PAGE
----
Lev 14.33-54 clearly alludes to what happened with the destruction of the First and Second Temples (“house”). Now, why did the Lord give such elaborate ceremonies concerning zara’at? First of all, they clearly teach us about the work of the Messiah and the cleansing from sin. A metzora (leper) is a picture of the “walking dead.” When they are cleansed, they are “born again” and they have a new life. Another reason this is so elaborate is it was to be a sign that the Messiah had come. Many lepers being cleaned, and the ceremonies, at one time would have been noticed by the kohanim (priests) and a sign that the Messiah had come because the cleansing of lepers was associated with the Messiah (Matt 11.2-6; Luke 5.12-14). Ten metzorim (lepers) were cleansed at one time, but only one came back to thank Yeshua (Luke 17.11-19). All believers have been cleansed, but have we thanked him?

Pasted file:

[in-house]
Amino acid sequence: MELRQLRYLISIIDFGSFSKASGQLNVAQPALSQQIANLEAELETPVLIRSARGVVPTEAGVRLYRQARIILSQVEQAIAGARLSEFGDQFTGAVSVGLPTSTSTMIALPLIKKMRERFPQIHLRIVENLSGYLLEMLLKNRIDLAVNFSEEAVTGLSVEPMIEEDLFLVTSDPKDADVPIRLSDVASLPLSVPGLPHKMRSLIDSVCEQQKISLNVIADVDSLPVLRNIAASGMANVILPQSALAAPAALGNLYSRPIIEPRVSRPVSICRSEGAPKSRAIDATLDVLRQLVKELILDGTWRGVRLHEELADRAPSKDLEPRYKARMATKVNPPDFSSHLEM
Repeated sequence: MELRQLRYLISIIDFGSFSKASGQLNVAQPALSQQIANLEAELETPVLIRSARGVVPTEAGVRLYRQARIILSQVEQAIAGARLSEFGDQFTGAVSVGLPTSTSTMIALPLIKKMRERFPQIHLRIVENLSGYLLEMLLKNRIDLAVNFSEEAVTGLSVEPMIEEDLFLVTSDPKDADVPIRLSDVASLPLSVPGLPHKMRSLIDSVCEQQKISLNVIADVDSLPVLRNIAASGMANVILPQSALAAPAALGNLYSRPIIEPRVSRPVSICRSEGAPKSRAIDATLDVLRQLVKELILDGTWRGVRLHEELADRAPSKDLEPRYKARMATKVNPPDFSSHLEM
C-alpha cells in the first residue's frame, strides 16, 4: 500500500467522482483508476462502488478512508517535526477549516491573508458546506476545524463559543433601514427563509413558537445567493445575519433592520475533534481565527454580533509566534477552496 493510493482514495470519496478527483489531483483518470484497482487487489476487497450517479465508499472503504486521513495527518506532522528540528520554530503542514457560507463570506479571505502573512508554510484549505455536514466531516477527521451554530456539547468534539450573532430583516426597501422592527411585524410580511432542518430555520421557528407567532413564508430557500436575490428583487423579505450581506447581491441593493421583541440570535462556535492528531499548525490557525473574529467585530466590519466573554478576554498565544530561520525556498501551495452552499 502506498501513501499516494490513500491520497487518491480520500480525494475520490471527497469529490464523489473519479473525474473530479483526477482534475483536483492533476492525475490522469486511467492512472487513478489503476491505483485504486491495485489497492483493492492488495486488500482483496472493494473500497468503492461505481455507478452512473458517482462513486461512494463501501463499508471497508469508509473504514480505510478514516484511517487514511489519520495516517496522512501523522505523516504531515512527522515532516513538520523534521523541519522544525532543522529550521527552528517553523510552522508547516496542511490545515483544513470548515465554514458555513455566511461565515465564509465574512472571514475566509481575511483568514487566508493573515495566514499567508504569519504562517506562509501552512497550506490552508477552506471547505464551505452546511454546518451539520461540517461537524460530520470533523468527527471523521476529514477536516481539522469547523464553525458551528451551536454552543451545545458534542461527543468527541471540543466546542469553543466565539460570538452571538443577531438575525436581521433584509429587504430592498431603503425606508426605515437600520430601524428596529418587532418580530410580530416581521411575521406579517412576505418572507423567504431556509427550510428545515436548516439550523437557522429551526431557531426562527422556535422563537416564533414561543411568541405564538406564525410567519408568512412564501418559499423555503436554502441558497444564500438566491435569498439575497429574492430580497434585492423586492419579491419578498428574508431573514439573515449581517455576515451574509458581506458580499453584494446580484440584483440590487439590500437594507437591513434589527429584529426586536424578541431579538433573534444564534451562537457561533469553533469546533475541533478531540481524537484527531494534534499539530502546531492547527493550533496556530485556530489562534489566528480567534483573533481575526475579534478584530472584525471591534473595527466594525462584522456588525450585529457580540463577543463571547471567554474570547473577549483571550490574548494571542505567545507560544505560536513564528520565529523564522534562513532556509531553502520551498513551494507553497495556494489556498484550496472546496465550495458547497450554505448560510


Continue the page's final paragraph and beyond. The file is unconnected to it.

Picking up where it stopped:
We are an unclean people living in an unclean land, like Isaiah (Isa 6.5). It is very hard to get “clean” in a mud puddle. The Torah tells us who God is, and who we are, and what we need to do. Some people know the concept of tahor and tamai (clean and unclean), but not the concept of forgiveness. Others know the concept of forgiveness, but not the concept of tahor and tamai. We need to know both.
Lev 15 1-33 deals with the concept of bodily discharges male and female. These, too, will prevent one from having contact with the Mishkan and the Temple. Remember, the Mishkan and the Temple were seen as a miniature Eden, and Mount Sinai. That is why one went to a ritual cleansing before entering into the courts. A man with a discharge is called a “Zav” and the ritual is described in Lev 15.1-15. Lev 15.16-18 talks about a man with a seminal discharge.